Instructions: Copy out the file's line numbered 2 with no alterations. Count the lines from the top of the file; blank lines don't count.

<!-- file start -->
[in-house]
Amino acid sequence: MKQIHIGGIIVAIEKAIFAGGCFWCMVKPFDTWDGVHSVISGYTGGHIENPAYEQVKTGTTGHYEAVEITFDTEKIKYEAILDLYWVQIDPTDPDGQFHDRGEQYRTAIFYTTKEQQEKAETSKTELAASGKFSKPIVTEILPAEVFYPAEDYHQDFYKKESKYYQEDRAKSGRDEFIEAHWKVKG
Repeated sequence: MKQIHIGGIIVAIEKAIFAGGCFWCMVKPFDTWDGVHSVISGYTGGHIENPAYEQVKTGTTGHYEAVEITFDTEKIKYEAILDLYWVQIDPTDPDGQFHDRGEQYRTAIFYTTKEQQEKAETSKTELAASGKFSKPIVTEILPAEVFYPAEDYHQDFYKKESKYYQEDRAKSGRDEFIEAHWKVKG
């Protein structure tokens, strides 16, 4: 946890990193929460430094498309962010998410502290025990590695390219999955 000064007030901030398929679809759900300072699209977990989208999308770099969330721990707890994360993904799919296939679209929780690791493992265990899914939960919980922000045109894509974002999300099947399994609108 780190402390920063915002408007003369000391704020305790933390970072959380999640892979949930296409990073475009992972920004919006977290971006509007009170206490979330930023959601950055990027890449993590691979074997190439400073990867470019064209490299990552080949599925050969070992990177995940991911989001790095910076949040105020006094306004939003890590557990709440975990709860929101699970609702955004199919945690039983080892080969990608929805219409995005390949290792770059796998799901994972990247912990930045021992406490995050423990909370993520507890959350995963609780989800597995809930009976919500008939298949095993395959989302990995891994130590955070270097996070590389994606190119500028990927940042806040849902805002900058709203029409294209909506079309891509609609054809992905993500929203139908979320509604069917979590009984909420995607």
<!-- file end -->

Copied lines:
Amino acid sequence: MKQIHIGGIIVAIEKAIFAGGCFWCMVKPFDTWDGVHSVISGYTGGHIENPAYEQVKTGTTGHYEAVEITFDTEKIKYEAILDLYWVQIDPTDPDGQFHDRGEQYRTAIFYTTKEQQEKAETSKTELAASGKFSKPIVTEILPAEVFYPAEDYHQDFYKKESKYYQEDRAKSGRDEFIEAHWKVKG